Sapin, who met with EU finance ministers in Brussels, said countries should "advance, even if by only a step", on the tax as the "worst danger would be failure".
The European Commission, the EU's powerful executive arm, as well as Germany and France proposed a tax on financial transactions in the wake of public anger in 2011 against bank traders who were blamed for the financial crisis that had sparked a global recession.
The idea was inspired by the 'Tobin Tax', named after Nobel laureate James Tobin, who proposed it in the 1970s as a means of reducing speculation in global markets and redistributing Wall Street profits to finance development in poor countries.
In the European version, the proceeds would go towards financing future bailouts, sparing the taxpayer from saving big banks caught out by over-speculation.
Many EU member states, led by Britain eager to protect its City of London financial hub, opposed the scheme, leaving 11 countries including France and Germany, to go it alone.
But with public attention turned away from the crisis, some of those countries, including France, have cooled to the idea, preferring to enact a watered-down version that would be less onerous on key types of financial trades.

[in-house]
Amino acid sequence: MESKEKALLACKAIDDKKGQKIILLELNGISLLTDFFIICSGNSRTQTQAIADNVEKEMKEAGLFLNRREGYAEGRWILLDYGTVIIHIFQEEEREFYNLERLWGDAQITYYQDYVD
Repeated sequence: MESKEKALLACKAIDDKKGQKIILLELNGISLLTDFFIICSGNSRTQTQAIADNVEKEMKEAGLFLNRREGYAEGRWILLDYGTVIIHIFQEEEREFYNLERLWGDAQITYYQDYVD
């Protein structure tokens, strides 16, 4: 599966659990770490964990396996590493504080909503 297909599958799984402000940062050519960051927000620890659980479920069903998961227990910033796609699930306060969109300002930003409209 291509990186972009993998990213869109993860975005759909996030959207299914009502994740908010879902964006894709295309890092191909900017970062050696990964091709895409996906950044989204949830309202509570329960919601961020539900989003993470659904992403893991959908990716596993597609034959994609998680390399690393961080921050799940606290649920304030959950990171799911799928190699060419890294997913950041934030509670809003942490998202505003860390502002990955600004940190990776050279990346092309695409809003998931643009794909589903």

France, whose economy is at a standstill, is also eager to protect its lucrative derivatives trading sector, a big source of tax receipts for a French government hard-up for cash.
Sapin said France was committed to the deadline to finalise a deal "by the end of the year" so that the tax could be up and running by January 2016.
In an effort to move the issue along, last week Sapin proposed a version of the tax that would only include the most "toxic" derivatives, which met with criticism.
Italian Finance Minister Pier Carlo Padoan, who presided over the meeting of EU ministers, said "good progress" had been made on reaching a political deal.
Charities however said the ministers had only "agreed to agree", and once again urged that any eventual tax help the poor, as originally intended by Tobin.